1955 Rolls-royce Dawn on 2040-cars
Lansing, Michigan, United States
Contact only by mail : email@example.com This beloved Silver Dawn owned the car for 30 years. The beige exterior is well complemented with dark blueleather. The wood interior trim, including the picnic tables are in very good condition. The paint still shines & the leather shows only normal wear, but the headliner will eed replaced. A little over 33k on the odometer. Right Hand Drive. Only 785 Silver Dawns were produced, making this a rare car from thefirst day. We would love to see this car live on through another Rolls Royce fanatic.
Rolls-Royce Silver Spirit/Spur/Dawn for Sale
- 1997 rolls-royce silver spirit/spur/dawn total lux(US $15,000.00)
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- 1985 rolls-royce silver spirit spur dawn(US $14,100.00)
- 1959 rolls-royce silver cloud(US $26,000.00)
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- 1999 rolls-royce silver spur(US $19,500.00)
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Auto blogFri, 04 Jan 2013
Ten years ago, Rolls-Royce opened its Goodwood manufacturing facility and handed over the keys to the very first Phantom. Back then, parent company BMW was cranking out Phantom sedans at the blistering pace of one unit per day. By the end of 2003, that number had tripled, and today, the Goodwood plant builds a total of 20 Phantoms in sedan, coupe, drophead and extended-wheelbase models during a single day's working hours. Originally, there were fewer than 400 workers on staff responsible for hand-building the big cruisers, but now the plant boasts over 1,400 craftsmen, with 100 of those positions added in 2012 alone.
Rolls-Royce boasts one of the lowest staff turnover rates of any brand in the industry, thanks in part to a successful apprenticeship and internship program, and the company notes 80 percent of its workers live within 15 miles of the facility. You can read the full press release on the 10th anniversary of both the Phantom and the Goodwood plant below.
There aren't very many better places to show the Rolls-Royce Phantom Drophead Coupé Waterspeed Collection than at the Pebble Beach Concours d'Elegance. Not only is this aquatic-themed land yacht parked on the Concept Car Lawn appropriately very near the Pacific Ocean, it's being seen by some of the most wealthy car enthusiasts in the world on one afternoon.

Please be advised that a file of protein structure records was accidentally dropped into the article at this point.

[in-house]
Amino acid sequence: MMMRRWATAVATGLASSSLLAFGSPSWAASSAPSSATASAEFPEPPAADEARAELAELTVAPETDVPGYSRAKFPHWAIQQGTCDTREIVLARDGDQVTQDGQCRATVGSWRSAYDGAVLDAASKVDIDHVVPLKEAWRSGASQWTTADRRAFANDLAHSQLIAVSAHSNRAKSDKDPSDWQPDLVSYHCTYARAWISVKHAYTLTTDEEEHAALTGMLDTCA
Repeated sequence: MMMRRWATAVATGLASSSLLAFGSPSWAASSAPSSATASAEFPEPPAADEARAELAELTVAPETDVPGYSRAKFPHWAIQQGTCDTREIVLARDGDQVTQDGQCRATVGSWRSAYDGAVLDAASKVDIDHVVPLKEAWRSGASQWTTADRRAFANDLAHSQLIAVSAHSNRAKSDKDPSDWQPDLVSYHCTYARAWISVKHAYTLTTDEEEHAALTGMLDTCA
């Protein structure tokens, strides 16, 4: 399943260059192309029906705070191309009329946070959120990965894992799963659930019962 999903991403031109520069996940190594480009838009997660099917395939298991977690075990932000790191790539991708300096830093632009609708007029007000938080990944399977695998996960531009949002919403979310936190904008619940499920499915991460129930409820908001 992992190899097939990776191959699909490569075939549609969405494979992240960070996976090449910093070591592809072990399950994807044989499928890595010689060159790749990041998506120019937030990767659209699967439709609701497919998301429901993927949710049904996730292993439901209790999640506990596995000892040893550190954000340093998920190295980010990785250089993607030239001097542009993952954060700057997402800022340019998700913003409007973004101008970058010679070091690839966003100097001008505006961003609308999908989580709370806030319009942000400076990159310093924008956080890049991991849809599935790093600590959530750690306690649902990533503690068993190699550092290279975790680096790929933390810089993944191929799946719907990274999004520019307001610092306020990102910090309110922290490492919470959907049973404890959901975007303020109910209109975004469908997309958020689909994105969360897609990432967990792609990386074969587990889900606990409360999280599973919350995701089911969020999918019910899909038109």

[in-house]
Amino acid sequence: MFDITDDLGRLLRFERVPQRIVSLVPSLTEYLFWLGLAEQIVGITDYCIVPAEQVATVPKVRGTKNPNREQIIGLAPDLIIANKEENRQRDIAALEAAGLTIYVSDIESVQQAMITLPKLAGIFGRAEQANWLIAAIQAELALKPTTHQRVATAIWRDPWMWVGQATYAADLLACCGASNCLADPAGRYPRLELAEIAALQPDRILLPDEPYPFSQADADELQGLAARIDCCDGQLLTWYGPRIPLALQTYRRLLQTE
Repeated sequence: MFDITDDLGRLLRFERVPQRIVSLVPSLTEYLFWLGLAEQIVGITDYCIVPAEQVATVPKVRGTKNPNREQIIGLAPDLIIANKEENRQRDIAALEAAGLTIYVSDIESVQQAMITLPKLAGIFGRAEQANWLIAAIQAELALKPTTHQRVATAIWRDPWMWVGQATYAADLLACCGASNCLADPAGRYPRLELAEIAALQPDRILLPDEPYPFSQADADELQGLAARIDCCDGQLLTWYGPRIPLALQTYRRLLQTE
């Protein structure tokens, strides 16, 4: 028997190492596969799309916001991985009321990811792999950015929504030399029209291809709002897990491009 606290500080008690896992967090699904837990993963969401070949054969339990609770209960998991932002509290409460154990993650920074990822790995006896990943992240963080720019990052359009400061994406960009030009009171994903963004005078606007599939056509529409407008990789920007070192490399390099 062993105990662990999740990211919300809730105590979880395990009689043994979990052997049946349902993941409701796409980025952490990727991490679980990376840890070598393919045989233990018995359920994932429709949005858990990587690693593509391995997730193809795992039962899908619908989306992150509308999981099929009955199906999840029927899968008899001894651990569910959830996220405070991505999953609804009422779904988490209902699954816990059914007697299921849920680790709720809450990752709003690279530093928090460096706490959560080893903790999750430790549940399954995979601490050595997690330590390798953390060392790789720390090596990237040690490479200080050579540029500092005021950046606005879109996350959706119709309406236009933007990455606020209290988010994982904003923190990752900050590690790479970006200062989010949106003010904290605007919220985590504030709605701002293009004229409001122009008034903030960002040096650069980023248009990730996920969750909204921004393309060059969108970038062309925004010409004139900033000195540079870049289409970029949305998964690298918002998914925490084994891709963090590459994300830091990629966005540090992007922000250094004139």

The car actually debuted in May in Europe, but Rolls-Royce decided to show it again to West Coast customers. This luxury droptop is dedicated to former British waterspeed record-holder Sir Malcolm Campbell, hence the name. Campbell used a boat powered by a Rolls-Royce R engine to reach 126.33 miles per hour in 1937 on a lake in Italy and break the old milestone. Later, he took the same craft to 129.5 mph to further establish his dominance.
The Phantom Waterspeed takes inspiration from these accomplishments with a two-tone look that mixes shining Maggiore Blue exterior paint and a brushed steel tonneau cover to replace the normal teak. The blue color scheme even extends to the engine and interior trim in combination with contrasting Windchill Grey leather. Rolls isn't building many of these marine-inspired leviathans; check one out on the lawn at Pebble Beach in our gallery.
Back in the day, a Rolls-Royce looked pretty much the same as a Bentley, but with a different grille. Once BMW took over Rolls-Royce, however, it was faced with the challenge of visually separating itself from its former sister brand. And most would agree that it did so pretty well. But its cars have looked pretty much the same ever since. What Rolls-Royce needs, then, is a bit of a design shake-up. And that's just what this latest appointment could bring.
After a baker's dozen years as design director at Rolls-Royce (and twenty years designing for the BMW Group altogether), Ian Cameron is retiring from his post. In his place, Rolls-Royce has named Giles Taylor as its new director of design. In his new capacity, Taylor will report directly to BMW Group chief designer Adrian van Hooydonk, and be responsible for all design matters related to the Rolls-Royce brand and its products.
Taylor was promoted to the role from his previous position as head of exterior design for the marque, a position he's held for barely more than a year. We'll be eagerly watching to see what the veteran British car designer has in store for the future of Rolls-Royce. In the meantime you can read the full announcement below.